Director – Richard Lester, Screenplay – Michael Pertwee, Based on the Novel by Leonard Whibberley, Producer – Walter Shenson, Photography – Wilkie Cooper, Music – Ron Grainer, Art Direction – John Howell. Production Company – Walter Shenson Productions
Bernard Cribbins (Vincent Mountjoy), Ron Moody (Prime Minister Mountjoy), David Kossof (Kokintz), Terry-Thomas (Spender), Margaret Rutherford (Queen Gloriana XIII), John Phillips (Bracewell), June Ritchie (Cynthia), John Le Mesurier (British Delegate)
When the principal champagne export of the Duchy of Grand Fenwick – a small European principality only five square miles in territory – starts to explode, the Fenwickians panic at possible economic collapse. In desperation, the Prime Minister asks the major world powers for donations for rocket research. The Americans jokingly give a million dollars, which the Prime Minister plans to use on plumbing, and the Russians donate a used rocket. The joke is on everybody when the scientist Kokintz launches a rocket to the Moon using the explosive champagne as fuel. There is a sudden panic among the other nations to try to beat the Fenwickians and be the ones to reach the Moon first.
Mouse on the Moon was a sequel to the popular The Mouse That Roared (1959), a gently amusing fantasy about the world’s smallest country conducting a successful invasion of the USA. Mouse on the Moon comes in a similarly gentle and frivolous tone. In fact, the humour and the overall concept works much better here than it did in the more ponderous original.
There is a droll laidback satire underlying the film that takes in everything from 1960s spy movies to student protests and in particular the frenetic East-West competitiveness of the Space Race. The film makes no pretence to anything other than offering a pleasant diversion. There some amusing effects with flying teapots and Boeings overtaking airborne statues. Peter Sellers is noticeably absent this time with the multiple roles he played in the first film being divided among three different actors. All the cast play broadly, most irritatingly being Bernard Cribbins who goes for the bumbling, eye-rolling slapstick that co-star Terry-Thomas is usually associated with; most deftly being Margaret Rutherford’s wicked send-up of royalty as the Queen who cannot remember whether she is attending a garden party or launching a ship.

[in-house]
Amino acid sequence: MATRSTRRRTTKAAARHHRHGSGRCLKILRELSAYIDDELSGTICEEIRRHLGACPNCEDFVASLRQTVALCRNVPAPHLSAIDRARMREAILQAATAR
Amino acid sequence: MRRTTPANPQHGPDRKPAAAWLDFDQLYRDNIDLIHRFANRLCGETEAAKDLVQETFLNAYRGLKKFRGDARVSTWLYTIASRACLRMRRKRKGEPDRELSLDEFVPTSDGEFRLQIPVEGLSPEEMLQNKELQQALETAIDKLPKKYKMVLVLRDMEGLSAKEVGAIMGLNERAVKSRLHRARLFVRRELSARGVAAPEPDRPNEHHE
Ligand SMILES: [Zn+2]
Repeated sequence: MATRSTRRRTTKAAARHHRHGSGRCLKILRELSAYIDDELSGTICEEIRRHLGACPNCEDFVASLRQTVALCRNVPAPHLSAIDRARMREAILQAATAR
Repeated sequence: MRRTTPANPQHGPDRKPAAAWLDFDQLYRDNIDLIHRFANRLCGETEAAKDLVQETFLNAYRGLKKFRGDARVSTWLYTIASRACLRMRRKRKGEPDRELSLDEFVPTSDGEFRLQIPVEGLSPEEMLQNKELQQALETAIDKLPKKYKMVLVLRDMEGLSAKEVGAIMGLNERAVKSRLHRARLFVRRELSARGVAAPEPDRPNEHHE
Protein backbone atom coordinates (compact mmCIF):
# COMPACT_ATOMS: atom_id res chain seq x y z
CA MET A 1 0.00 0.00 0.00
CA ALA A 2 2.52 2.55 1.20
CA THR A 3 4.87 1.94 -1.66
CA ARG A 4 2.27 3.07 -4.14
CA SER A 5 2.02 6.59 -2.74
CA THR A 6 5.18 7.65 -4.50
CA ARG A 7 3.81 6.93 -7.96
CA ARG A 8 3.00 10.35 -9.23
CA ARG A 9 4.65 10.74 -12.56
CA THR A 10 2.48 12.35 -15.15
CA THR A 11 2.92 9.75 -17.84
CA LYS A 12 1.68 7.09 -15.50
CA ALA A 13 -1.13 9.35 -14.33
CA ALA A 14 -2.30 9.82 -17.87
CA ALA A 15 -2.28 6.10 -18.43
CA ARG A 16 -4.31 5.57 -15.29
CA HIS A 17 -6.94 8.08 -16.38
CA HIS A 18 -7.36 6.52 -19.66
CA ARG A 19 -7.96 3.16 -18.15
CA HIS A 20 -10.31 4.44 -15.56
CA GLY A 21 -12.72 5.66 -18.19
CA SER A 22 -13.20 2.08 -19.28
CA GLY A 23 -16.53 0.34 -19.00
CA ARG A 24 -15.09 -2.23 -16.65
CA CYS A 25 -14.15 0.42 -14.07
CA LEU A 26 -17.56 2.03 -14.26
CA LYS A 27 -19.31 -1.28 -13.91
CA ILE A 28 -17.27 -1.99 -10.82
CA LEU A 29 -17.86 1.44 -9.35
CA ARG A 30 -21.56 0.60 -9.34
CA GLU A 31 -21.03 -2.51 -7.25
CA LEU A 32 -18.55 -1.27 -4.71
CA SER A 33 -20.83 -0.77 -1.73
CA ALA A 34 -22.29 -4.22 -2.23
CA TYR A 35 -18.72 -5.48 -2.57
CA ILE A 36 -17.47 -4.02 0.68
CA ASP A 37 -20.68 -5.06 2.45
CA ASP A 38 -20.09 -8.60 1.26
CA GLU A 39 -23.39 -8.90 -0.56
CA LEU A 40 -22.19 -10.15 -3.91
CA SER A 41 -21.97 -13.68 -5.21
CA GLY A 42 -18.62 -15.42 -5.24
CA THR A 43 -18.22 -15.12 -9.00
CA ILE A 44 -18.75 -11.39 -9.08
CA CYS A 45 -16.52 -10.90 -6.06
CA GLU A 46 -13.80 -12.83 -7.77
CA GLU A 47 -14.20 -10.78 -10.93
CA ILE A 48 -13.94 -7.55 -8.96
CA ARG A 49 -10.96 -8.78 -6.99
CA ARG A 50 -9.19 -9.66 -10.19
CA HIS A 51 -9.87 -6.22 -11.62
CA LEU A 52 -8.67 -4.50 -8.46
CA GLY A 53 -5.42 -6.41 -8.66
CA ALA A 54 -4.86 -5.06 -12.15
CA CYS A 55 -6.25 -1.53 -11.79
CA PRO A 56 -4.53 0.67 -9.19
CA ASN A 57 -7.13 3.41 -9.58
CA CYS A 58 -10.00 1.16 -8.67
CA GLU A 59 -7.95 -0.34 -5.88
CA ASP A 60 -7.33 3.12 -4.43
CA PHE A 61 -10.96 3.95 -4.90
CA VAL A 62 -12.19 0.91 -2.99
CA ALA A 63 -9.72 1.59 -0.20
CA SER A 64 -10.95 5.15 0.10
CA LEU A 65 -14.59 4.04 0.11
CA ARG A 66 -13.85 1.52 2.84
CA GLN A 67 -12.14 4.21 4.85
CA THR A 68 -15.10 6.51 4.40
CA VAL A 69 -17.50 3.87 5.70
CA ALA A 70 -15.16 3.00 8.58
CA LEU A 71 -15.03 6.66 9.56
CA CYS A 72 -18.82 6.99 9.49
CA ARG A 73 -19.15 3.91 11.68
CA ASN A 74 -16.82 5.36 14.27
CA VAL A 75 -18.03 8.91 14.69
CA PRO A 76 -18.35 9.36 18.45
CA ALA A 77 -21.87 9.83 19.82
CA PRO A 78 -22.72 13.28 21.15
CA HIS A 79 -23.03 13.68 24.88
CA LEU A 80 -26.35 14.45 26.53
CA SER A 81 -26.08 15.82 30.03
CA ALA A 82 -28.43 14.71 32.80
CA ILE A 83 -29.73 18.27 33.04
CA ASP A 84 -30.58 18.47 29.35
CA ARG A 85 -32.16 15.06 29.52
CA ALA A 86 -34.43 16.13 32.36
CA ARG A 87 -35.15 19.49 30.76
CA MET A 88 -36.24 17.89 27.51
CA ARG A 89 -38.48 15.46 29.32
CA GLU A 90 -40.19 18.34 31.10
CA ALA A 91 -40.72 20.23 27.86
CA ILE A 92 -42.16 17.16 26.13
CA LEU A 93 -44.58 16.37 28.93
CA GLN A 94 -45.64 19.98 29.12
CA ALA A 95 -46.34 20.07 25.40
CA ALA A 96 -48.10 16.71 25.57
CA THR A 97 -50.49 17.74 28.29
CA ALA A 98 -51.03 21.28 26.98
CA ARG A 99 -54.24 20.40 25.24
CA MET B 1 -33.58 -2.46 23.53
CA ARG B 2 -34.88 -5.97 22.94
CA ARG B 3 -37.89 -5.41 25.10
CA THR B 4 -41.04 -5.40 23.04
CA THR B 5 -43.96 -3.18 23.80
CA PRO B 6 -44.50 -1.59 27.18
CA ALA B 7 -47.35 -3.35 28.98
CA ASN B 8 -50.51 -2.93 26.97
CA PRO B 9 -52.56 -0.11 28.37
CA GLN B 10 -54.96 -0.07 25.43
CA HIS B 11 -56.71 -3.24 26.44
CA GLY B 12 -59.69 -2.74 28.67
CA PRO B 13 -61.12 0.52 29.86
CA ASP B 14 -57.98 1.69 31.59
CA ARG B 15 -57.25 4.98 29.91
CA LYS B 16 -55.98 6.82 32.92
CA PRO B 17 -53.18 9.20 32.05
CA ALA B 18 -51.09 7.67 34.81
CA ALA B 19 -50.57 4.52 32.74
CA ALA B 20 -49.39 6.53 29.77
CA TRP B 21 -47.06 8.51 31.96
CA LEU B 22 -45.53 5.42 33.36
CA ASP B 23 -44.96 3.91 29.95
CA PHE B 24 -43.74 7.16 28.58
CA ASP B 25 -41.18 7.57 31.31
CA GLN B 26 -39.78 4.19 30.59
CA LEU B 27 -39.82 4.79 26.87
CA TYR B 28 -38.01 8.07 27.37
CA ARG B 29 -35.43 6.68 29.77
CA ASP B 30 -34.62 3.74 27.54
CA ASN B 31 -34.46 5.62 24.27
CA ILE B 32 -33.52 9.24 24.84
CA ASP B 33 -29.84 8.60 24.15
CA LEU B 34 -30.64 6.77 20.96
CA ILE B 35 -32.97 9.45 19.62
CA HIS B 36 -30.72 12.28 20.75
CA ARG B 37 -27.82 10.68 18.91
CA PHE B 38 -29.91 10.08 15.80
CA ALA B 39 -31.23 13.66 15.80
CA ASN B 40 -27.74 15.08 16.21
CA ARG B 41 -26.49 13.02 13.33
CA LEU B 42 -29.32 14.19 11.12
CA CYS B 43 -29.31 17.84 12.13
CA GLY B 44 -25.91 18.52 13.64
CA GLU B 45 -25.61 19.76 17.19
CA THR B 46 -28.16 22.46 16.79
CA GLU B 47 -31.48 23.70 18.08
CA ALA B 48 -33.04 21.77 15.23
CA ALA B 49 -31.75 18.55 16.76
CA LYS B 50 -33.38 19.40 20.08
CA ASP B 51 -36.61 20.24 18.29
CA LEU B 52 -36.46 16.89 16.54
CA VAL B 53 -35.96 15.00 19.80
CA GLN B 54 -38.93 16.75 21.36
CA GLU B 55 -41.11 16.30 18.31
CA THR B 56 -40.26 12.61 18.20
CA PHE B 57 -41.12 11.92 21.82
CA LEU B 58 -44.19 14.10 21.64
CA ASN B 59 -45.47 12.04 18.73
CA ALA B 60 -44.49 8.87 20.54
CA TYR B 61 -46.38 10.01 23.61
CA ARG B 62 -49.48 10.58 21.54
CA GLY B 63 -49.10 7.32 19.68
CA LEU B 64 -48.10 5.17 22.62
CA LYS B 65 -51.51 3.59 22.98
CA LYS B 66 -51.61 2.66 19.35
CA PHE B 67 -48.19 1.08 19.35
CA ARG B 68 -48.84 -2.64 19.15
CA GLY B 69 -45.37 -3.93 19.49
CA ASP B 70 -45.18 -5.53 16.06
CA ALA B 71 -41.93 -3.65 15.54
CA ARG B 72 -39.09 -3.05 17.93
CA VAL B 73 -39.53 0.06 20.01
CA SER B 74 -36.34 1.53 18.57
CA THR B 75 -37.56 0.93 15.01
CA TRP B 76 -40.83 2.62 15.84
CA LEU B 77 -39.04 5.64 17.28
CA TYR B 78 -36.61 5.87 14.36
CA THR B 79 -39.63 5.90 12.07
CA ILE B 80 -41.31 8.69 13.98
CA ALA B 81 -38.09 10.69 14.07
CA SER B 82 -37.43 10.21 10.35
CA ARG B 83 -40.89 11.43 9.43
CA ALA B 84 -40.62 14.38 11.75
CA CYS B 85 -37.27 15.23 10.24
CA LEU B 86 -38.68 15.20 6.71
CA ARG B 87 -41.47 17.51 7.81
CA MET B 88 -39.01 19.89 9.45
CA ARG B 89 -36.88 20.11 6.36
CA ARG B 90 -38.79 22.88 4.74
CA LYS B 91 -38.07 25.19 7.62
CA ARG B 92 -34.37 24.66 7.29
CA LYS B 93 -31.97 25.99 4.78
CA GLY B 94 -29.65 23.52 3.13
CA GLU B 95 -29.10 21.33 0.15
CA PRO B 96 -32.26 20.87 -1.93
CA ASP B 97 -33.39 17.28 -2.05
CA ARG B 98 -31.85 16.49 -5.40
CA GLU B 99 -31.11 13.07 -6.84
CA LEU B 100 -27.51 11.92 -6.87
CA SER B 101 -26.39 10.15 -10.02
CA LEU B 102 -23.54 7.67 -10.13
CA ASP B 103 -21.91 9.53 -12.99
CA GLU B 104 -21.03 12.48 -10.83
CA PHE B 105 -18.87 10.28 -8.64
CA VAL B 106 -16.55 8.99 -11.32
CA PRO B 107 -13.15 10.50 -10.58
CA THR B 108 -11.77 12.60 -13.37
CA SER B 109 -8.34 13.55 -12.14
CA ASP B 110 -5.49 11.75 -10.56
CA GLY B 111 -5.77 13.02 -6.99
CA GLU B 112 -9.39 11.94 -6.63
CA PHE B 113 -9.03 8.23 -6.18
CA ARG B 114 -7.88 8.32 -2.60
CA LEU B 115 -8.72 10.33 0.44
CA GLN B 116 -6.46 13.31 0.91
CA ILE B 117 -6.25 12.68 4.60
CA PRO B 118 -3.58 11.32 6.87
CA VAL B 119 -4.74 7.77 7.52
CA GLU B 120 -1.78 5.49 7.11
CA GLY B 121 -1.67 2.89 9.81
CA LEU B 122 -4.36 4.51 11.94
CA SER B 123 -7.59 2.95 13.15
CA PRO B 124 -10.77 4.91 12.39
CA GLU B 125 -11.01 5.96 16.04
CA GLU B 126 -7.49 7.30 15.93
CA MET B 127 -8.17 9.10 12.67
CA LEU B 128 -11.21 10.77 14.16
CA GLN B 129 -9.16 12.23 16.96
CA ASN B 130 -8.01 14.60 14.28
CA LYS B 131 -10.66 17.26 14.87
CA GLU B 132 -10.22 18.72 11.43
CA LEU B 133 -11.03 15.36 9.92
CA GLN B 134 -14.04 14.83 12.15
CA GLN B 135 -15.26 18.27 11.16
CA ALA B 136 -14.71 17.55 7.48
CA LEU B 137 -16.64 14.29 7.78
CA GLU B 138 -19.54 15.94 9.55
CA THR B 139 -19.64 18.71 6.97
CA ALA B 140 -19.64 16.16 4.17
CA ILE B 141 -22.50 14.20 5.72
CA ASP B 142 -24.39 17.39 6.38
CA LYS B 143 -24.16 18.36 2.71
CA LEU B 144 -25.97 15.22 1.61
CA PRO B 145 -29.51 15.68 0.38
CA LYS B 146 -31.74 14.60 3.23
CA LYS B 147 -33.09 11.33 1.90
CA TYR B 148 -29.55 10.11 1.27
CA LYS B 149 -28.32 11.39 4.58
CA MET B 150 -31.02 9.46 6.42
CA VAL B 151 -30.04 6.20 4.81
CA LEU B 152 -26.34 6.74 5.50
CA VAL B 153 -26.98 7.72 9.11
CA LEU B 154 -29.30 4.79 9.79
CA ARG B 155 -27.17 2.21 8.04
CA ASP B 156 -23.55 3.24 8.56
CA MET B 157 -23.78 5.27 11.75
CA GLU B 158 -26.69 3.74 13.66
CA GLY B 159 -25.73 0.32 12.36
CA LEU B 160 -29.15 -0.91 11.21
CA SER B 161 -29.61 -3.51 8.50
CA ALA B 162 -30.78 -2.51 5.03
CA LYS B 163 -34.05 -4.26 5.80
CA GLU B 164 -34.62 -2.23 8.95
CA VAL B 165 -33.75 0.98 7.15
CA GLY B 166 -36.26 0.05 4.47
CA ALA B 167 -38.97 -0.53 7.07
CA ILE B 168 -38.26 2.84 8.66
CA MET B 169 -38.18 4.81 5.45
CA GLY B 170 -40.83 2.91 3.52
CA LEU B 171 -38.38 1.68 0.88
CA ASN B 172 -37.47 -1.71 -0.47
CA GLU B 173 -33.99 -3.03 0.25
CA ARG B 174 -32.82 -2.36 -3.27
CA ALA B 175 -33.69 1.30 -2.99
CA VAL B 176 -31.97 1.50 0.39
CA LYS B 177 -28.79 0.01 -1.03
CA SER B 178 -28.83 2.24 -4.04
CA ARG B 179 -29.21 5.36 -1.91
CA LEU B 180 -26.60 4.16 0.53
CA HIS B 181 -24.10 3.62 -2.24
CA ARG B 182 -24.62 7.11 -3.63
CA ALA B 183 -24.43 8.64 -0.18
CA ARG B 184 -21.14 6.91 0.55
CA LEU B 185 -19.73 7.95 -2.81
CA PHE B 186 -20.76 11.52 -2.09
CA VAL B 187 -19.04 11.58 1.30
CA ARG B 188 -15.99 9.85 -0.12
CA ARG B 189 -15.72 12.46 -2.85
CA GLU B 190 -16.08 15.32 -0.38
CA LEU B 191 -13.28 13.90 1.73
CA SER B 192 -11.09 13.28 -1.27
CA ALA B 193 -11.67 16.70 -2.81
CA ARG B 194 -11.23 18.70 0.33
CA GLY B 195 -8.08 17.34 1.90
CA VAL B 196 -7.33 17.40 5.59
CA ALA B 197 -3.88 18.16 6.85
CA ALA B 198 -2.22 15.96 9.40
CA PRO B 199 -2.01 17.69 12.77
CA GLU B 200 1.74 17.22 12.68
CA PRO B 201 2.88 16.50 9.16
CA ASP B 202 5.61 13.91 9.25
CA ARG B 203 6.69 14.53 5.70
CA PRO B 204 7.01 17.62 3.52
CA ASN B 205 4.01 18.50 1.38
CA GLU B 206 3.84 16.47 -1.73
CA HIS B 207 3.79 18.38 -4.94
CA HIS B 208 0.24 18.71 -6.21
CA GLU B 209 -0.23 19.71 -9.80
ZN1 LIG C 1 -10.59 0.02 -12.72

Mouse on the Moon was the second film directed by Richard Lester who the following year made The Beatles film A Hard Day’s Night (1964) and secured a name for himself. Lester went onto make the likes of The Knack (1965), A Funny Thing Happened on the Way to the Forum (1966) and The Three Musketeers (1973). Lester returned to genre material on several occasions with the Beatles fantasy Help! (1965), the surreal WWII black comedy How I Won the War (1967), the black post-holocaust comedy The Bed Sitting Room (1969), and both Superman II (1980) and Superman III (1983).